Chimamanda Ngozi Adichie & Nigerian Anti-Gay Law


Chimamanda Ngozi Adichie

Chimamanda Ngozi Adichie

Chimamanda Ngozi Adichie is a writer from Nigeria. She has been called “the most prominent” of a “procession of critically acclaimed young anglophone authors that is succeeding in attracting a new generation of readers to African literature”.

Chimamanda Adichie recently spoke out against the Nigerian Anti-Gay Laws which has gained applaud at home, despite it’s condemnation by the international community. Read her thoughts and position:

I will call him Sochukwuma. A thin, smiling boy who liked to play with us girls at the university primary school in Nsukka. We were young. We knew he was different, we said, ‘he’s not like the other boys.’ But his was a benign and unquestioned difference; it was simply what it was. We did not have a name for him. We did not know the word ‘gay.’ He was Sochukwuma and he was friendly and he played oga so well that his side always won.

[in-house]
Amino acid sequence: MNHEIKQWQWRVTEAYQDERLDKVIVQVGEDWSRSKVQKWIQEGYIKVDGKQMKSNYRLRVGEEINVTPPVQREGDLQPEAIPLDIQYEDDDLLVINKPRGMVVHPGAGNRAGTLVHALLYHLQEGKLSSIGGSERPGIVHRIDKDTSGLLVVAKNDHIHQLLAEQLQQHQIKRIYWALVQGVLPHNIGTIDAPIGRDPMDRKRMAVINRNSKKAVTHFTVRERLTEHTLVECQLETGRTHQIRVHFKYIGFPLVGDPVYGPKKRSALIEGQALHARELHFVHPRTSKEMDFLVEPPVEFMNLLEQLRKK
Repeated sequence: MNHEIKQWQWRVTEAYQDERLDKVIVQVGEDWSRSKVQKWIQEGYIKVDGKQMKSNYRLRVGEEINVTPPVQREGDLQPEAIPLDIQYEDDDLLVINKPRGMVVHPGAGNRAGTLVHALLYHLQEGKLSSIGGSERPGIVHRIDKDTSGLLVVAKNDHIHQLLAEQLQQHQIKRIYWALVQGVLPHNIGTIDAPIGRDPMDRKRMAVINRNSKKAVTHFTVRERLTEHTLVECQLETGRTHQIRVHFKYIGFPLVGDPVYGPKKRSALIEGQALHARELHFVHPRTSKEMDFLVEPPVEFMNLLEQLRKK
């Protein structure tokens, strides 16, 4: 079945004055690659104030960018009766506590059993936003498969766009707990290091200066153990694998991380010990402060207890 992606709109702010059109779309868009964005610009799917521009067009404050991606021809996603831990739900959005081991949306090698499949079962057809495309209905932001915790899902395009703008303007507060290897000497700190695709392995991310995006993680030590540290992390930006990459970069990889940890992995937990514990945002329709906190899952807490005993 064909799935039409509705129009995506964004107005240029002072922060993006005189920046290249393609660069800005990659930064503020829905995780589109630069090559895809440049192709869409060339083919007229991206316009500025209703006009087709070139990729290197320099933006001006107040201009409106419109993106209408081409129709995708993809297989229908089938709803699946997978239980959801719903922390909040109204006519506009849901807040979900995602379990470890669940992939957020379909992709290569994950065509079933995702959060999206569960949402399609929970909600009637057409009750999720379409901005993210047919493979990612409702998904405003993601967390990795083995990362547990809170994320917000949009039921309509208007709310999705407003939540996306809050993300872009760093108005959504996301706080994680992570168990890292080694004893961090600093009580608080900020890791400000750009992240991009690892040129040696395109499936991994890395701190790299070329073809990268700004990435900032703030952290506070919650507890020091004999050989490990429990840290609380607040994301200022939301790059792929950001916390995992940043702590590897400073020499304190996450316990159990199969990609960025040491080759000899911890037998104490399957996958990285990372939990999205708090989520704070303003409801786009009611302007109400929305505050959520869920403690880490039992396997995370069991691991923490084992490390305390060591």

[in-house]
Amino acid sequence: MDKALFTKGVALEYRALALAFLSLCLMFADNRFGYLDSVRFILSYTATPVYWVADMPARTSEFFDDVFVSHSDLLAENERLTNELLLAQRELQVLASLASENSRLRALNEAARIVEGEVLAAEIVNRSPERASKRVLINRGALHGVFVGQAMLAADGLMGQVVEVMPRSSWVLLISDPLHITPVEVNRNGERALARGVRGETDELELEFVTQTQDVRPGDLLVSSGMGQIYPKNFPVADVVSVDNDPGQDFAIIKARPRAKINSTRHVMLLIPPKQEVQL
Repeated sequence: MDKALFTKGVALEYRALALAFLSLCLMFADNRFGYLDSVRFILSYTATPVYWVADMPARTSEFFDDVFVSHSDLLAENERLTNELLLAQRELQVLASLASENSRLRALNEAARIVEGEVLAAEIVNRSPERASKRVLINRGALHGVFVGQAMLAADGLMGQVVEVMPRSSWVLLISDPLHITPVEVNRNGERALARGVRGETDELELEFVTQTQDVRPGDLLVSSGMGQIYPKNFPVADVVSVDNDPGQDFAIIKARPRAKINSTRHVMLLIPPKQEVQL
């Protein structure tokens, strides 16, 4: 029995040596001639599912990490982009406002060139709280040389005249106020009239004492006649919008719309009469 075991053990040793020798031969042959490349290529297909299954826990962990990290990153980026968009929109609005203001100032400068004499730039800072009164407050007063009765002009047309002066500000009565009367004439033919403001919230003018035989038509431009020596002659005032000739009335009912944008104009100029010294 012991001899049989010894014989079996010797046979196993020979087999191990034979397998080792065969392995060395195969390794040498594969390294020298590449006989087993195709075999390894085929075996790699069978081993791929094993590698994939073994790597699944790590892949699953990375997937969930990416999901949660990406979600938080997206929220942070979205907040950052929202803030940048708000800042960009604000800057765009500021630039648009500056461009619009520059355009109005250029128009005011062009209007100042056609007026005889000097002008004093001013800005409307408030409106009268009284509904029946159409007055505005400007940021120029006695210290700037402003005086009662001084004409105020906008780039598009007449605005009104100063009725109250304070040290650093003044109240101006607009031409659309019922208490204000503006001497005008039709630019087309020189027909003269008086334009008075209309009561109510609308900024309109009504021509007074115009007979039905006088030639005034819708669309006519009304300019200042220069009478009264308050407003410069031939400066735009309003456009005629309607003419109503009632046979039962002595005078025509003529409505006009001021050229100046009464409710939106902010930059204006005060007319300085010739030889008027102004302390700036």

In secondary school, some boys in his class tried to throw Sochukwuma off a second floor balcony. They were strapping teenagers who had learned to notice, and fear, difference. They had a name for him. Homo. They mocked him because his hips swayed when he walked and his hands fluttered when he spoke. He brushed away their taunts, silently, sometimes grinning an uncomfortable grin. He must have wished that he could be what they wanted him to be. I imagine now how helplessly lonely he must have felt. The boys often asked, “Why can’t he just be like everyone else?”

Possible answers to that question include ‘because he is abnormal,’ ‘because he is a sinner, ‘because he chose the lifestyle.’ But the truest answer is ‘We don’t know.’ There is humility and humanity in accepting that there are things we simply don’t know. At the age of 8, Sochukwuma was obviously different. It was not about sex, because it could not possibly have been – his hormones were of course not yet fully formed – but it was an awareness of himself, and other children’s awareness of him, as different. He could not have ‘chosen the lifestyle’ because he was too young to do so. And why would he – or anybody – choose to be homosexual in a world that makes life so difficult for homosexuals?